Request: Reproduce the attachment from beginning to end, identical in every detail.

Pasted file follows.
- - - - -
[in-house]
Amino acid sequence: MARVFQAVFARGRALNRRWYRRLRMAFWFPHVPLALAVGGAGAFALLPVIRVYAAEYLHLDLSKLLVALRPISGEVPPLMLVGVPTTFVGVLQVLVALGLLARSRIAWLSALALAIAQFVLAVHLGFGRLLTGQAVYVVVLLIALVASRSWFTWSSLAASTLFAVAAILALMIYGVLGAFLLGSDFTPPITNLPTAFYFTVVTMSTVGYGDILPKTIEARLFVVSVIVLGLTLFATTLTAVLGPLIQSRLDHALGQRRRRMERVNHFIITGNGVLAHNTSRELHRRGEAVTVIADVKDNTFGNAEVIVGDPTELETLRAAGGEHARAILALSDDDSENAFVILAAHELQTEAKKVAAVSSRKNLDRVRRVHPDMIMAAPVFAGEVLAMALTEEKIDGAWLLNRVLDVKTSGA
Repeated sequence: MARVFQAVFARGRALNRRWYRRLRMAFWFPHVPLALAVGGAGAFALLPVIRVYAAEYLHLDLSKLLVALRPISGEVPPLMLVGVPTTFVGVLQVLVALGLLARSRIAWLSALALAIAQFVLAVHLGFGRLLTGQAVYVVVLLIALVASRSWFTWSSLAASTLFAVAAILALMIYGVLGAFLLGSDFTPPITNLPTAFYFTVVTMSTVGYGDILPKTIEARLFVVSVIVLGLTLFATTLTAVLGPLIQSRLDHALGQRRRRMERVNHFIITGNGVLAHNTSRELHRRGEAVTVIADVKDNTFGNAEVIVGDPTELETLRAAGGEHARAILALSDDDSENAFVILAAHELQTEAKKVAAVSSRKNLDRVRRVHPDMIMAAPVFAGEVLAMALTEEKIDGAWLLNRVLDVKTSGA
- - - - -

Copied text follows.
[in-house]
Amino acid sequence: MARVFQAVFARGRALNRRWYRRLRMAFWFPHVPLALAVGGAGAFALLPVIRVYAAEYLHLDLSKLLVALRPISGEVPPLMLVGVPTTFVGVLQVLVALGLLARSRIAWLSALALAIAQFVLAVHLGFGRLLTGQAVYVVVLLIALVASRSWFTWSSLAASTLFAVAAILALMIYGVLGAFLLGSDFTPPITNLPTAFYFTVVTMSTVGYGDILPKTIEARLFVVSVIVLGLTLFATTLTAVLGPLIQSRLDHALGQRRRRMERVNHFIITGNGVLAHNTSRELHRRGEAVTVIADVKDNTFGNAEVIVGDPTELETLRAAGGEHARAILALSDDDSENAFVILAAHELQTEAKKVAAVSSRKNLDRVRRVHPDMIMAAPVFAGEVLAMALTEEKIDGAWLLNRVLDVKTSGA
Repeated sequence: MARVFQAVFARGRALNRRWYRRLRMAFWFPHVPLALAVGGAGAFALLPVIRVYAAEYLHLDLSKLLVALRPISGEVPPLMLVGVPTTFVGVLQVLVALGLLARSRIAWLSALALAIAQFVLAVHLGFGRLLTGQAVYVVVLLIALVASRSWFTWSSLAASTLFAVAAILALMIYGVLGAFLLGSDFTPPITNLPTAFYFTVVTMSTVGYGDILPKTIEARLFVVSVIVLGLTLFATTLTAVLGPLIQSRLDHALGQRRRRMERVNHFIITGNGVLAHNTSRELHRRGEAVTVIADVKDNTFGNAEVIVGDPTELETLRAAGGEHARAILALSDDDSENAFVILAAHELQTEAKKVAAVSSRKNLDRVRRVHPDMIMAAPVFAGEVLAMALTEEKIDGAWLLNRVLDVKTSGA